As you may or may not know, I spend my days molding and shaping the minds of Our Nationís Future.
Itís a sometimes thankless job, but I have to admit that I enjoy it most days. After all, I am exposed to all of the latest trends in music, fashion and pop culture and I have a my very own reality-style soap operas being played out before me each and every day. Plus, I get great vacation breaks (albeit unpaid) and have nice benefits.
However, the big downside to teaching is this. I have to watch what I say. Parents take offense when you call their children dumbasses, even when you say it with love (and I always do). Administrators have a tendency to fire teachers who make catty comments to students about their lack of mental ability or stability. And pretty much everyone, except the students, frowns on teachers that curse. So, I spend a great deal of my working day having mental conversations with students. This carries over into my real life and has colored my viewing of The Apprentice. You are about to read this teacherís Summary of The Apprentice as if it were students in my classroom. I make no apologies for being un-PC, crass, rude or boring. That just comes with the territory. (Oh, and any comments that I make about how hot Kelly is are totally not Mary Kay Letourneauesque because he is well over 21, so that is a definite added benefit of teaching this group.)
We begin with a roll call of who is left. Our administrator, Mr. Donald Trump, has divided the students into two classes: Apex and Mosaic. Weíll deal with each one briefly.
Apex consists of: Chris: the annoying horrible, Eddie Haskell, sleazeball kid in the back row that wears big gold chains and hits on substitute teachers. As teachers, we hate him.
Ivana: sheís the student who cannot stand to be corrected or told what to do. She takes immense pleasure in pointing out the teachersí mistakes. As teachers, we want to smack her.
Jen M.: sheís the slut that ends up sleeping with the assistant principal because sheís so ďmatureĒ. As teachers, we call her, well, a slut.
Raj: heís the incredibly annoying suck up with a heart of gold. He also tries to date the subs, but with such a sense of panache, that you canít help but laugh at him. Heís courteous and funny and always well prepared. He sits in the front row and offers to carry things for us. As teachers, we love him.
Kevin: heís the quiet kid that you never hear anything out of. He makes great grades, always turns in his work and is voted Most Dependable by his peers. As teachers, we forget about him.
Mosaic consists of Sandy: sheís the chick that is involved in umpteen clubs and has a social calendar crammed full. Sheís always at school, dressed to the nines, but sheís there for the social aspect more than the academic. She does her work, but itís all surface level. Donít ask her to explain stuff. As teachers, we call her simple.
Kelly: heís the All-American guy that plays sports, makes good grades, is nice to teachers, helps the elderly, works for charity on the weekend and dates the cute girls. His only flaw is that he has been told by everyone that he is the smartest, hottest, best guy they know and he buys it. As teachers, we think he is hot.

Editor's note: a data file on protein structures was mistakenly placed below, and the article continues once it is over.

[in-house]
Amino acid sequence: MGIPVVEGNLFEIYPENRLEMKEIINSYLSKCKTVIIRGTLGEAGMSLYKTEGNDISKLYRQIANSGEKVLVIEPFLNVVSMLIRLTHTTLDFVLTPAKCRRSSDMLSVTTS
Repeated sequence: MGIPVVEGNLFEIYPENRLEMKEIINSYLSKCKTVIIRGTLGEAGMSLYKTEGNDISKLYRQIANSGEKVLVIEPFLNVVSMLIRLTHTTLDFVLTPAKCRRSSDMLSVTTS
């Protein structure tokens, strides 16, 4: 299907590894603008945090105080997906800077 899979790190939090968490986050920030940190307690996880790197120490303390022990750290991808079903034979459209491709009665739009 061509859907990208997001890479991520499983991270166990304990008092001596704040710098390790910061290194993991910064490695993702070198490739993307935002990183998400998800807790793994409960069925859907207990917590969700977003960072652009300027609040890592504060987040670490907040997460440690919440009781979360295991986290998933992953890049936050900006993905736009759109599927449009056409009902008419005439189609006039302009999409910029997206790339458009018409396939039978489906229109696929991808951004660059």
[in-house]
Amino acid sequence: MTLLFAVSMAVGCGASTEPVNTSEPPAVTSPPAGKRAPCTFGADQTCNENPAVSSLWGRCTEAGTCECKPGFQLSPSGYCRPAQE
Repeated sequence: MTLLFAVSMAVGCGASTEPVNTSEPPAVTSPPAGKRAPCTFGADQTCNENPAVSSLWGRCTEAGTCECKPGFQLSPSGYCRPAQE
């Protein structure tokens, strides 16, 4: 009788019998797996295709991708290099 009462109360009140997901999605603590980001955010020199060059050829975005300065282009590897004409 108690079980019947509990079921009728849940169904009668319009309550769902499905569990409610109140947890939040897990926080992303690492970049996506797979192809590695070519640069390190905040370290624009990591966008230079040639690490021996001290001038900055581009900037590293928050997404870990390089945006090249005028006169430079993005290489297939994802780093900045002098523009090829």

Maria: sheís the mouthy rebel chick with loud clothes, a big mouth and a short fuse. She desperately wants to be popular and a leader, but she is forever pissing off the rest of the class and cannot seem to learn from her mistakes. She alienates the girls by dressing like a tramp and the boys by talking down to them. As teachers, we think she is annoying.
Andy: the little geeky guy that just wants to fit in. He is inept at athletics, has zilcho social skills and canít play an instrument to even join the band, so heís relegated to the debate team. He is defined by his success at the debate and wields it like a sword in hopes that it will make him seem like a force to be reckoned with among his classmates. They? Just think he is a geek. As teacher, we feel sorry for him.
Wes: heís Kellyís best friend and tries to be just like him, but behind his back, heís plotting Kellyís downfall. When Kelly goes backpacking across the country to raise money for a Honduran food bank, Wes is soooo going to do his girlfriend. As teachers, we donít trust We as far as we can throw him.
Principal Trump has told the classes that they must complete a relatively simple assignment. He gives them $20,000 per team and tells them to renovate a house on Long Island. Their goal is to increase the resale value as much as possible. The team that makes the greatest gain, percentage-wise, wins. It is, I have to say, one of the easiest and most straightforward challenges to date. They donít have to choose some lame product, they arenít trying to sell something that no one wants, they donít have to deal with something completely subjective, they are being compared based on percentage and not volume, house renovations are not rocket science...this one should be fairly easy.
Silly, silly Kimmah.
Forgive me while I take a moment to explain a very popular teaching concept to you because it is central to the premise of The Apprentice. The concept is co-operative learning. In this learning style, the students work together to solve problems and come up with the answer. It is supposed to be superior to traditional methods because it engages all of the students and they donít just sit back and listen. There should be participation by all the team or group members and everyone should be made to feel important in the group. Additionally, it teaches students how to work with others and how to get along. They have to problem solve as a team and get past their personal differences. Sound familiar? Yeah, I thought so.